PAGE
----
|Picture credit: mariopiperni.com|
Bruce Bartlett - one of the few sane voices left in contemporary conservatism (or, perhaps more accurately, left in the wake of extremist right-wing radicalism that pays lip service to conservatism) - was a domestic policy advisor in the Reagan administration and adheres to conservative fiscal policy, which he doesn't interpret as simply "more tax cuts all of the time."
Here's Bartlett's explanation of why the current GOP agenda - tied to simplistic invocations of Ronald Reagan - doesn't make sense in 2012:
In their debates, ads and speeches, the candidates for the Republican presidential nomination are vying for the label of most Reagan-esque.
On taxes, “I take the Reagan approach,” former senator Rick Santorum said at a recent Florida debate.
On the economy, “under Ronald Reagan, we had . . . the right laws, the right regulators, the right leadership,” former House speaker Newt Gingrich said in a debate before his South Carolina primary victory.
Judging from the candidates’ tax proposals, they seem to believe that the most Reagan-like candidate is the one with the biggest tax cut. But as the person who drafted the 1981 Reagan tax cut, I think Republicans misunderstand the premises upon which Reagan’s economic policies were based and why those policies can’t — and shouldn’t — be replicated today...
When comparing Reagan’s policies with Republican proposals today, several things stand out. Inflation is low now. We are not looking at “bracket creep” or sharply rising taxes, as we were in the late 1970s. The top income tax rate is 35 percent, half the rate Reagan inherited. And federal revenue is at a 60-year low of about 15 percent of GDP, compared with a post-World War II average of about 18.5 percent.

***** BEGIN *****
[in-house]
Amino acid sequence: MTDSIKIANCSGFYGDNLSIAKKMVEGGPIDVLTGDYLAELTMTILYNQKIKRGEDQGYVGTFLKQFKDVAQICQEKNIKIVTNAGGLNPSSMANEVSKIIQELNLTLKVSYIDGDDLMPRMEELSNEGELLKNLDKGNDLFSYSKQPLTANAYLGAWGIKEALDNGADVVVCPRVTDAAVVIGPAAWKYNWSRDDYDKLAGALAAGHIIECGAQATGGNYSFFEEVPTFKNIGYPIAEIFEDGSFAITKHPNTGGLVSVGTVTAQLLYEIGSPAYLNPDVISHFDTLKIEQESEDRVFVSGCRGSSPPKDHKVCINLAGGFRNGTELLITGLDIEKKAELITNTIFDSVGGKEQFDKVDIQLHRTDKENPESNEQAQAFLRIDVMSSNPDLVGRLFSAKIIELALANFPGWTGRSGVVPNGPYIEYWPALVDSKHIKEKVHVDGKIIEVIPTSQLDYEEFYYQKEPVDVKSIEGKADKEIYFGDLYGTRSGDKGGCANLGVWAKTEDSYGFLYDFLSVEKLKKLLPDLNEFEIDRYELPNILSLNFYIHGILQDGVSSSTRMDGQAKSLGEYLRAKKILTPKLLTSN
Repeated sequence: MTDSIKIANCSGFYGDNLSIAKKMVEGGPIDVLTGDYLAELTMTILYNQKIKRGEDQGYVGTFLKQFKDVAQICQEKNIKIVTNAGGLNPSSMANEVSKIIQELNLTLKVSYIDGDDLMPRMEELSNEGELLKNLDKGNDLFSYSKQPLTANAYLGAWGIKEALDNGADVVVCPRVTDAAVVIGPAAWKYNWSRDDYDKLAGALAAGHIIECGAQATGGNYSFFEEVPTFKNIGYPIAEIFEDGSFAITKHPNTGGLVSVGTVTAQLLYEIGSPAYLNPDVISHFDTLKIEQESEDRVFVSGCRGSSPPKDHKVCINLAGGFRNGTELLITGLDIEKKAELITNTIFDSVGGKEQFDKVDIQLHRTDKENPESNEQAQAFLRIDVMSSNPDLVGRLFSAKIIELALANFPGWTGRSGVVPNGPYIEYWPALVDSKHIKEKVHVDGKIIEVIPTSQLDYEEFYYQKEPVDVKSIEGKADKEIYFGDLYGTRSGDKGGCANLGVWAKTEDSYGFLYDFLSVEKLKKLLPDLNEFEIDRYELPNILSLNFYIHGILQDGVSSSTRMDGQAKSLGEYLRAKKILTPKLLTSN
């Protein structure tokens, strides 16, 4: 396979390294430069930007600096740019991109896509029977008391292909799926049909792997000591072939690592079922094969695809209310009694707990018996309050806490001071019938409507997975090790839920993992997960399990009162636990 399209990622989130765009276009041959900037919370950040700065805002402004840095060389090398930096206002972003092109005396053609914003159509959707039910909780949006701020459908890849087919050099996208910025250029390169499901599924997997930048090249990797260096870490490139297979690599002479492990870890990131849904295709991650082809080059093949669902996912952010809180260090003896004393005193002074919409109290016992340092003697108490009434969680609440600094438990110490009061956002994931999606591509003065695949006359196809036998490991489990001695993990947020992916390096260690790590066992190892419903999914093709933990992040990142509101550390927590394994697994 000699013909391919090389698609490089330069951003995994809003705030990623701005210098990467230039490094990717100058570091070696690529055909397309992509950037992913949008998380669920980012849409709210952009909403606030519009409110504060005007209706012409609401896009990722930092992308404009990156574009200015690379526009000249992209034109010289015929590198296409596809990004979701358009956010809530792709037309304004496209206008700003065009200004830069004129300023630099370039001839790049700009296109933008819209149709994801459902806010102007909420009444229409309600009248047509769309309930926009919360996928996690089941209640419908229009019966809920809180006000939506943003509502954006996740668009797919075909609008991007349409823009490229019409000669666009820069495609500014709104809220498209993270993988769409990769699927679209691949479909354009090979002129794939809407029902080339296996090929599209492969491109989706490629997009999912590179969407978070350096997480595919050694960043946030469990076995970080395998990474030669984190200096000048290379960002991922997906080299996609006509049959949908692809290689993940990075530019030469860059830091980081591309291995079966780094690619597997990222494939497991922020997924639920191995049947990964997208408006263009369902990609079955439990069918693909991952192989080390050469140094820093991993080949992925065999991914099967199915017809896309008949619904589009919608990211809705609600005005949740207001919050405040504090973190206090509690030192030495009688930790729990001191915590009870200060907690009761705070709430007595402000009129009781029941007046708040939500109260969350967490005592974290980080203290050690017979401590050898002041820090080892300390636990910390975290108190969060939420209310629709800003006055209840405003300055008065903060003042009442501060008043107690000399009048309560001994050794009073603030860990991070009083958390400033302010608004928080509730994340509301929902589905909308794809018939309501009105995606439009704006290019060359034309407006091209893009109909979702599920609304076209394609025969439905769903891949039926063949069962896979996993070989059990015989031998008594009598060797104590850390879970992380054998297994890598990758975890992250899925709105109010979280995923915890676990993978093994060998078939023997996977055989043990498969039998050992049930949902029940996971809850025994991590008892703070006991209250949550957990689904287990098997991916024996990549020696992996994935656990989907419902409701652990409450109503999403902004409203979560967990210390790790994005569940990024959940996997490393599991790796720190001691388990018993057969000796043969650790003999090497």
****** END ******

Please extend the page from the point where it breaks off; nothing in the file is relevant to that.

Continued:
These differences are essential to understanding why Reagan’s policies worked when they did — and why they are not appropriate today.
All of the evidence tells us that the economy’s fundamental problem today is not on the supply side but the demand side. According to a recent study by Credit Suisse, two-thirds of the difference in growth at this point in the business cycle, compared with previous cycles, is due to slower consumer spending.
And low inflation — as well as widespread unemployment, vast stocks of unsold houses, empty factories and other indicators — tells us that money is tight, not loose, as was the case in the late 1970s.
“Low interest rates are generally a sign that money has been tight,” economist Milton Friedman wrote in 1997. Yet, absurdly, Republicans continually berate the Federal Reserve for being too easy; some even insist, insanely, that the United States should return to the gold standard, even though it was a key cause of the Great Depression.
Because inflation and interest rates are low, Fed policy is constrained today in ways it was not in the early 1980s. Back then, the Fed could bring down the federal funds rate to a little less than the inflation rate and create negative real rates, thus stimulating borrowing, investment and consumption. It can’t do that now because it can’t reduce market interest rates below zero.
Economic conditions are entirely different today than they were in Reagan’s era, and different conditions demand different policies. Those who say otherwise are simply engaging in cookie-cutter economics — proposing whatever was popular and seemed to work once, without regard to changing circumstances.